Scientists note that the viscoelasticity of the hippocampus, a brain region involved in memory processes, may be the answer to the linkage between fitness and memory.
Psychology professor Aron Barbey, along with a team of researchers at the Beckman Institute for Advanced Science and Technology at Illinois, used a specialized MRI technique to measure the structural integrity of the hippocampus in healthy young adults and correlated it with their performances on fitness and memory tests.
They note that viscoelasticity was correlated with fitness and memory performance more than just the size of the hippocampus.
“Using a new tool to examine the integrity of the hippocampus in healthy young adults could tell us more about how this region functions and how to predict decline for early intervention,” Barbey says, in a media release from University of Illinois at Urbana-Champaign. “By the time we look at diseases states, it’s often too late.”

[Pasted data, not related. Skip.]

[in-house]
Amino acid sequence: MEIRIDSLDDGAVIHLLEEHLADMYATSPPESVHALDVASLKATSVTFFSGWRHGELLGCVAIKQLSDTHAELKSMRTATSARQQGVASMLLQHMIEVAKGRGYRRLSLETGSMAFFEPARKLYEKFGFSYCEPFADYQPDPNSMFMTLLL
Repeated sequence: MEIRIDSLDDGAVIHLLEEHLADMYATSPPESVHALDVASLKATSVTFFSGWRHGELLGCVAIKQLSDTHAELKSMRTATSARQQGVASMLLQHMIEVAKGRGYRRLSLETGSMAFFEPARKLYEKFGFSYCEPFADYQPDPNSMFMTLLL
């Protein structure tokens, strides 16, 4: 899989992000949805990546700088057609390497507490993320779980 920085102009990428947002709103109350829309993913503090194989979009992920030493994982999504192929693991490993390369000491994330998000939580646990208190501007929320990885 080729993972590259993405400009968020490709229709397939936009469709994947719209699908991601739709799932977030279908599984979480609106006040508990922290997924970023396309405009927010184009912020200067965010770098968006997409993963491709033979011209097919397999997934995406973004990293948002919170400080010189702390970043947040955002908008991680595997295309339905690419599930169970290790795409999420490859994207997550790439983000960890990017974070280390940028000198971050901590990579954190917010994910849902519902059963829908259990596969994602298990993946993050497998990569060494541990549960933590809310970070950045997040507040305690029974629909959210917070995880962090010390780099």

The study, published in the journal NeuroImage, found that those who performed better on the fitness test tended to also perform better on the memory task. But by adding the information on the structure of the hippocampus, the researchers were able to find a possible pathway for the link. They found that the subjects with higher fitness levels also had more elastic tissue in the hippocampus. The tissue structure, in turn, was associated with memory.
“We found that when the hippocampus is more elastic, memory is better,” states study co-author Curtis Johnson, a former graduate researcher at the Beckman Institute who is now a professor at the University of Delaware. “When the hippocampus is more viscous, memory is worse.”
[Source(s): University of Illinois at Urbana-Champaign, Science Daily]